Eze 36:25-27 WEB 25 I will sprinkle clean water on you, and you will be clean. I will cleanse you from all your filthiness, and from all your idols. 26 I will also give you a new heart, and I will put a new spirit within you. I will take away the stony heart out of your flesh, and I will give you a heart of flesh. 27 I will put my Spirit within you, and cause you to walk in my statutes. You will keep my ordinances and do them.

Paul further picks up on this idea in Romans 8:3-9, and Titus 3:5.

So.... here's my question for you.

Based on these passages, are you spiritually regenerated by the Holy Spirit?

Have you become born again, as Jesus said to Nicodemus in John 3?
Because if not, you cannot enter the Kingdom of God.
 

Arch Stanton

Well-known member
Well, not if you're not spiritually regenerated by the Holy Spirit and the Word of God
How would that work for someone new to Christianity in AD 42?
You do bring an important point to bear.
(y)
I know Catholics believe that the new birth occurs when they are baptized, as babies.
Indeed
So.... here's my question for you.

Based on these passages, are you spiritually regenerated by the Holy Spirit?
That would be basing a reply on part of the equation, no? Even some non-Catholic ecclesial communities believe in infant baptism as entering into God's church.
Have you become born again, as Jesus said to Nicodemus in John 3?
There is that 'interpretation' again.... who has the authority to interpret scripture properly? 🤔
 

SteveB

Well-known member
How would that work for someone new to Christianity in AD 42?
Same way as it worked on the day of Pentecost, 47 days after Jesus rose from the dead, and today. It'll continue until the end.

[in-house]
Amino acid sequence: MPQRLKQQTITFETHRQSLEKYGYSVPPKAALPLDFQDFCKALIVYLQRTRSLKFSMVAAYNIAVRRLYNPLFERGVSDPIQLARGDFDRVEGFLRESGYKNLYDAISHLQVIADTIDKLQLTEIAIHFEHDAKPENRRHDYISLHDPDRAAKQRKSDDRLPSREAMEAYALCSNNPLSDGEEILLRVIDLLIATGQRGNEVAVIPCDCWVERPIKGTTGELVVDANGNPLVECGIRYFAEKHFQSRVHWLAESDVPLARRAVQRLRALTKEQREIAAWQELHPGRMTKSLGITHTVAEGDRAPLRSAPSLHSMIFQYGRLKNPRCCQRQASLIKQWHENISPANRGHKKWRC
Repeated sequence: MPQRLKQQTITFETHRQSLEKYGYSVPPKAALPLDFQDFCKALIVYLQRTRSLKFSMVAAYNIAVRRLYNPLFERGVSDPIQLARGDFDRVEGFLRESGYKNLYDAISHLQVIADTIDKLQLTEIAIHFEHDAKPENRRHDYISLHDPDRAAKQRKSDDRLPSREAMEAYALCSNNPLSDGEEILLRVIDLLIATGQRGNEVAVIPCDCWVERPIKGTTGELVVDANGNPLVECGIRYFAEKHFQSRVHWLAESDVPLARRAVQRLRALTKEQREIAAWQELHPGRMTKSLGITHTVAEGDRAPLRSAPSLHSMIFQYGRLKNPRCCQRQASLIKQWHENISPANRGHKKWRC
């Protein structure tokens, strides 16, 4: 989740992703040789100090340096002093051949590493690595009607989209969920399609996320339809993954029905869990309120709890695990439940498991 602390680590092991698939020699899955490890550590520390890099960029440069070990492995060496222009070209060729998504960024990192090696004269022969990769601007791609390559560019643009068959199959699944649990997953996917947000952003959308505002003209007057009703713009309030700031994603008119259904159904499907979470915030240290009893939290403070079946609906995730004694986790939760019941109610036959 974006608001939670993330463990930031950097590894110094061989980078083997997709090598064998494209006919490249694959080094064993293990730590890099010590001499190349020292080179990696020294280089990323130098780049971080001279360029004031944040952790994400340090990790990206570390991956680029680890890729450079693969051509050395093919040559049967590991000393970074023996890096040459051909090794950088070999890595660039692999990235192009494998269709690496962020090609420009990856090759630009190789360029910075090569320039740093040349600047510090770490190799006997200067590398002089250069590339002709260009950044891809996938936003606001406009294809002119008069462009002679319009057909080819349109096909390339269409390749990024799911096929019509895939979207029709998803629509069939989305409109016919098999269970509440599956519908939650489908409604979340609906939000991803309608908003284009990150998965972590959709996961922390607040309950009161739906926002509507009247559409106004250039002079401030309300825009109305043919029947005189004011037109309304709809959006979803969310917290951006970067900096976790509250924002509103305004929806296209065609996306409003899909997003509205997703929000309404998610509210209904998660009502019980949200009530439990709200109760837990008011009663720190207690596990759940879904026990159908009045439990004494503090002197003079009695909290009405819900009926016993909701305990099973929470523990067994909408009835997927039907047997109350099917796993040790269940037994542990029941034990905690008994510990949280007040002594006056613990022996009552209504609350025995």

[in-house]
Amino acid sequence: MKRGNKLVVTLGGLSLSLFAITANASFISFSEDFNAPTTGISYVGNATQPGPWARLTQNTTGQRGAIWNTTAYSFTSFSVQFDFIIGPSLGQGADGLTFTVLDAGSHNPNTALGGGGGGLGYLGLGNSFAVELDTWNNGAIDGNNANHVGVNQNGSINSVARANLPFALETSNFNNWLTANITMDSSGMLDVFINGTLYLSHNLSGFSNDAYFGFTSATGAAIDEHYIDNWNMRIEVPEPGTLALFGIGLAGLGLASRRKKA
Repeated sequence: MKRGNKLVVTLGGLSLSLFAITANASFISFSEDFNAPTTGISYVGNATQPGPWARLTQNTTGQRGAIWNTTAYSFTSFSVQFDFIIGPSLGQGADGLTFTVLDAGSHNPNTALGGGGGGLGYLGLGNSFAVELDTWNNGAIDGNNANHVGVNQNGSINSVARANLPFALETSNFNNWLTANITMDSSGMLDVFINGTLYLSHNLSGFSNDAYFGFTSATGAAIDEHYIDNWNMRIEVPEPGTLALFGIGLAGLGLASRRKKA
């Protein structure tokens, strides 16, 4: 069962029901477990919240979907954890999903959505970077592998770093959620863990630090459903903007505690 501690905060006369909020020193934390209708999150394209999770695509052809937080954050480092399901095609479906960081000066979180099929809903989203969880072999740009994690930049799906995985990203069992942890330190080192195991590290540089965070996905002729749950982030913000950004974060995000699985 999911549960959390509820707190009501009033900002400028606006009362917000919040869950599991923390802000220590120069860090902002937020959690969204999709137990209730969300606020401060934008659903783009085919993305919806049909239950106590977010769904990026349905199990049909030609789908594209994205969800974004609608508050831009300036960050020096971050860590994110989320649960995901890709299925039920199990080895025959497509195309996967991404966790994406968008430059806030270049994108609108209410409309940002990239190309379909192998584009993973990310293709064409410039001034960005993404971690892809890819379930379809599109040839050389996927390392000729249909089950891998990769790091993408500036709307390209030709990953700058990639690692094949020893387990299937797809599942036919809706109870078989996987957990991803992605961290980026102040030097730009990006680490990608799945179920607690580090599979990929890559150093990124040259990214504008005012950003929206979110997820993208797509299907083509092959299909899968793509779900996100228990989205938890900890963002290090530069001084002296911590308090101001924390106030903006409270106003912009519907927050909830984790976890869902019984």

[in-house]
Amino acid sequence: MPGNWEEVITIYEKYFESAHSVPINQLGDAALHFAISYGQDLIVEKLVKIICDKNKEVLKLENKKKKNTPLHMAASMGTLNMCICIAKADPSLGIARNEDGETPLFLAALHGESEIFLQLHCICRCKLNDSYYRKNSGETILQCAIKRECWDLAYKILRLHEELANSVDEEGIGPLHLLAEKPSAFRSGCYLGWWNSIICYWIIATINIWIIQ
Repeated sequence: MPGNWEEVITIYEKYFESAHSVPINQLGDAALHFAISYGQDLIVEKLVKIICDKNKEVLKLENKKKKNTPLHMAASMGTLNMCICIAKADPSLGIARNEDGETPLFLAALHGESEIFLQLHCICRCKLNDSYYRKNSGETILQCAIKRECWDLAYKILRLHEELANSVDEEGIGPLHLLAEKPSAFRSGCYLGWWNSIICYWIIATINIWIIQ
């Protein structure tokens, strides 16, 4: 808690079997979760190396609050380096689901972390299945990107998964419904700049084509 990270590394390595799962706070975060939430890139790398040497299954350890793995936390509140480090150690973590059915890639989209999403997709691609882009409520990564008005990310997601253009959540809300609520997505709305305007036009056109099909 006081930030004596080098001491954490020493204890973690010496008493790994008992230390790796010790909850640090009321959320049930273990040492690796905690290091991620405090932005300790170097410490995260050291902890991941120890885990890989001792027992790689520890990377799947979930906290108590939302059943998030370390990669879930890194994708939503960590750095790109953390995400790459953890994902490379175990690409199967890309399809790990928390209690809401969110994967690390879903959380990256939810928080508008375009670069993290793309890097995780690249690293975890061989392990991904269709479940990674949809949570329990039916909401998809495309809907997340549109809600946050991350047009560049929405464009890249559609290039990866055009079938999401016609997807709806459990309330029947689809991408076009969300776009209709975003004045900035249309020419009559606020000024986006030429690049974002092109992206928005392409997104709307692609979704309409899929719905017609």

(y)

Indeed

That would be basing a reply on part of the equation, no? Even some non-Catholic ecclesial communities believe in infant baptism as entering into God's church.
I'm not saying that other churches don't baptize babies.

The problem is that each and every single human being must be able to choose Jesus for themselves.
Being thrown into a bath as an infant, and having a phrase repeated over them doesn't make them born again. Anymore than being a drug dealer makes them a pharmacist
It just means that their parents invited a priest to get them wet, and say a prayer over them.
I was raised in the Methodist church. My parents had me dedicated to God as a baby (after I started following Jesus, my mom was irritated by my conversion so I asked her). I didn't know God growing up. I knew ABOUT Him.

Following Jesus is an adoption relationship between the Father, Son, Holy Spirit and us, as individuals.
God becomes our adoptiveFather, Jesus becomes our adoptive brother, and the Holy Spirit seals, and indwells us.

There is that 'interpretation' again.... who has the authority to interpret scripture properly? 🤔